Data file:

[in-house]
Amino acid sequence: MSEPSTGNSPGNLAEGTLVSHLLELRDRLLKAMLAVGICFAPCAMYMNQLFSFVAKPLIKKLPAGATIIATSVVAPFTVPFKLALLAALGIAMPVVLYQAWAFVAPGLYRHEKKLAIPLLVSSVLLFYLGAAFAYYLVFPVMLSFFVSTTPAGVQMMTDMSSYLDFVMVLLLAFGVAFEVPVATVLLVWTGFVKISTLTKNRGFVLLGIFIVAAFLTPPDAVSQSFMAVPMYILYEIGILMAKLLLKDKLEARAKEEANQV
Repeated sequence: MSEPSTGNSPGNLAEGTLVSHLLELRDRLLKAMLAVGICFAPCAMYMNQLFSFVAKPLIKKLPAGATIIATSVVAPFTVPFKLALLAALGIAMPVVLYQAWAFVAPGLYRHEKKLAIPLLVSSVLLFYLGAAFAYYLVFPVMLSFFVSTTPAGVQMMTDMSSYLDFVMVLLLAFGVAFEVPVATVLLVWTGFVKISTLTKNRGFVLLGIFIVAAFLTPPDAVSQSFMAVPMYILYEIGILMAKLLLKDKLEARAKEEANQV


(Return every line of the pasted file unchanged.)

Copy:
[in-house]
Amino acid sequence: MSEPSTGNSPGNLAEGTLVSHLLELRDRLLKAMLAVGICFAPCAMYMNQLFSFVAKPLIKKLPAGATIIATSVVAPFTVPFKLALLAALGIAMPVVLYQAWAFVAPGLYRHEKKLAIPLLVSSVLLFYLGAAFAYYLVFPVMLSFFVSTTPAGVQMMTDMSSYLDFVMVLLLAFGVAFEVPVATVLLVWTGFVKISTLTKNRGFVLLGIFIVAAFLTPPDAVSQSFMAVPMYILYEIGILMAKLLLKDKLEARAKEEANQV
Repeated sequence: MSEPSTGNSPGNLAEGTLVSHLLELRDRLLKAMLAVGICFAPCAMYMNQLFSFVAKPLIKKLPAGATIIATSVVAPFTVPFKLALLAALGIAMPVVLYQAWAFVAPGLYRHEKKLAIPLLVSSVLLFYLGAAFAYYLVFPVMLSFFVSTTPAGVQMMTDMSSYLDFVMVLLLAFGVAFEVPVATVLLVWTGFVKISTLTKNRGFVLLGIFIVAAFLTPPDAVSQSFMAVPMYILYEIGILMAKLLLKDKLEARAKEEANQV